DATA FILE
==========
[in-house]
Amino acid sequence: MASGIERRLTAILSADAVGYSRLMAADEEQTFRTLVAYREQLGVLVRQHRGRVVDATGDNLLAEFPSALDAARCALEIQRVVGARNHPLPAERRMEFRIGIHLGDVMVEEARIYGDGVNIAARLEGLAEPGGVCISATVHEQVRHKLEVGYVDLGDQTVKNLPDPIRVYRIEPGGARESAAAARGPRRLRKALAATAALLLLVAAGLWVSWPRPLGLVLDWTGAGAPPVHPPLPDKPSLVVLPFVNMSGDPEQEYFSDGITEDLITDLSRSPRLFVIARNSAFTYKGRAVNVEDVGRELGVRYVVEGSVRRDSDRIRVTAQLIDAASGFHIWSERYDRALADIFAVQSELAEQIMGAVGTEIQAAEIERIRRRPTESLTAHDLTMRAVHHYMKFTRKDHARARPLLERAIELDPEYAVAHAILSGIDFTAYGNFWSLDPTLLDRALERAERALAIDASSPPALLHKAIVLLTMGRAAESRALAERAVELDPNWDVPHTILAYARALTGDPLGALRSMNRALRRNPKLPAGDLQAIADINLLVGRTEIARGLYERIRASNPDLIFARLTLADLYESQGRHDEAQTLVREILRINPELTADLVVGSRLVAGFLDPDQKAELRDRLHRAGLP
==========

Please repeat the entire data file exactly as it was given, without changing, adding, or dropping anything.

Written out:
[in-house]
Amino acid sequence: MASGIERRLTAILSADAVGYSRLMAADEEQTFRTLVAYREQLGVLVRQHRGRVVDATGDNLLAEFPSALDAARCALEIQRVVGARNHPLPAERRMEFRIGIHLGDVMVEEARIYGDGVNIAARLEGLAEPGGVCISATVHEQVRHKLEVGYVDLGDQTVKNLPDPIRVYRIEPGGARESAAAARGPRRLRKALAATAALLLLVAAGLWVSWPRPLGLVLDWTGAGAPPVHPPLPDKPSLVVLPFVNMSGDPEQEYFSDGITEDLITDLSRSPRLFVIARNSAFTYKGRAVNVEDVGRELGVRYVVEGSVRRDSDRIRVTAQLIDAASGFHIWSERYDRALADIFAVQSELAEQIMGAVGTEIQAAEIERIRRRPTESLTAHDLTMRAVHHYMKFTRKDHARARPLLERAIELDPEYAVAHAILSGIDFTAYGNFWSLDPTLLDRALERAERALAIDASSPPALLHKAIVLLTMGRAAESRALAERAVELDPNWDVPHTILAYARALTGDPLGALRSMNRALRRNPKLPAGDLQAIADINLLVGRTEIARGLYERIRASNPDLIFARLTLADLYESQGRHDEAQTLVREILRINPELTADLVVGSRLVAGFLDPDQKAELRDRLHRAGLP